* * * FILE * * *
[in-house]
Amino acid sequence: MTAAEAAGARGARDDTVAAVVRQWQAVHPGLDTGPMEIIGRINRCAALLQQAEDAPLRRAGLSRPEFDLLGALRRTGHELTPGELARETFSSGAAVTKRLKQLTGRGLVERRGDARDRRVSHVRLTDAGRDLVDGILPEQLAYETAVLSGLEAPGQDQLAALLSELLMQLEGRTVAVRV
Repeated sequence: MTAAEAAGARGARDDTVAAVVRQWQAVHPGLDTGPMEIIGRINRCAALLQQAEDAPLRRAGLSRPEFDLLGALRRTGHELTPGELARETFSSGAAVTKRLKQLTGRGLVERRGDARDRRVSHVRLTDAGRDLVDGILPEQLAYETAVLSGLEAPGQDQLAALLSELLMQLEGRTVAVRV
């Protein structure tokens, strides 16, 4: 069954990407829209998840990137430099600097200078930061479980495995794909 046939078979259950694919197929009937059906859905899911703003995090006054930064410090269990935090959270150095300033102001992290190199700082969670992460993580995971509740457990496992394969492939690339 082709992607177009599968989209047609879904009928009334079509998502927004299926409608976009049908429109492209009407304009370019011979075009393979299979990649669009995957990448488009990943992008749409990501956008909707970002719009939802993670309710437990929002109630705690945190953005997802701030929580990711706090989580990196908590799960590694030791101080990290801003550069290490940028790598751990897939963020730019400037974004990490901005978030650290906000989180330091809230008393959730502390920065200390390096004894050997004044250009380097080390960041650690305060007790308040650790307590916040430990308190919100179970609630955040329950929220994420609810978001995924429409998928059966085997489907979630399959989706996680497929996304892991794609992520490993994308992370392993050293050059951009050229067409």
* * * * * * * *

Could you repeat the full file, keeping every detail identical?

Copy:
[in-house]
Amino acid sequence: MTAAEAAGARGARDDTVAAVVRQWQAVHPGLDTGPMEIIGRINRCAALLQQAEDAPLRRAGLSRPEFDLLGALRRTGHELTPGELARETFSSGAAVTKRLKQLTGRGLVERRGDARDRRVSHVRLTDAGRDLVDGILPEQLAYETAVLSGLEAPGQDQLAALLSELLMQLEGRTVAVRV
Repeated sequence: MTAAEAAGARGARDDTVAAVVRQWQAVHPGLDTGPMEIIGRINRCAALLQQAEDAPLRRAGLSRPEFDLLGALRRTGHELTPGELARETFSSGAAVTKRLKQLTGRGLVERRGDARDRRVSHVRLTDAGRDLVDGILPEQLAYETAVLSGLEAPGQDQLAALLSELLMQLEGRTVAVRV
């Protein structure tokens, strides 16, 4: 069954990407829209998840990137430099600097200078930061479980495995794909 046939078979259950694919197929009937059906859905899911703003995090006054930064410090269990935090959270150095300033102001992290190199700082969670992460993580995971509740457990496992394969492939690339 082709992607177009599968989209047609879904009928009334079509998502927004299926409608976009049908429109492209009407304009370019011979075009393979299979990649669009995957990448488009990943992008749409990501956008909707970002719009939802993670309710437990929002109630705690945190953005997802701030929580990711706090989580990196908590799960590694030791101080990290801003550069290490940028790598751990897939963020730019400037974004990490901005978030650290906000989180330091809230008393959730502390920065200390390096004894050997004044250009380097080390960041650690305060007790308040650790307590916040430990308190919100179970609630955040329950929220994420609810978001995924429409998928059966085997489907979630399959989706996680497929996304892991794609992520490993994308992370392993050293050059951009050229067409």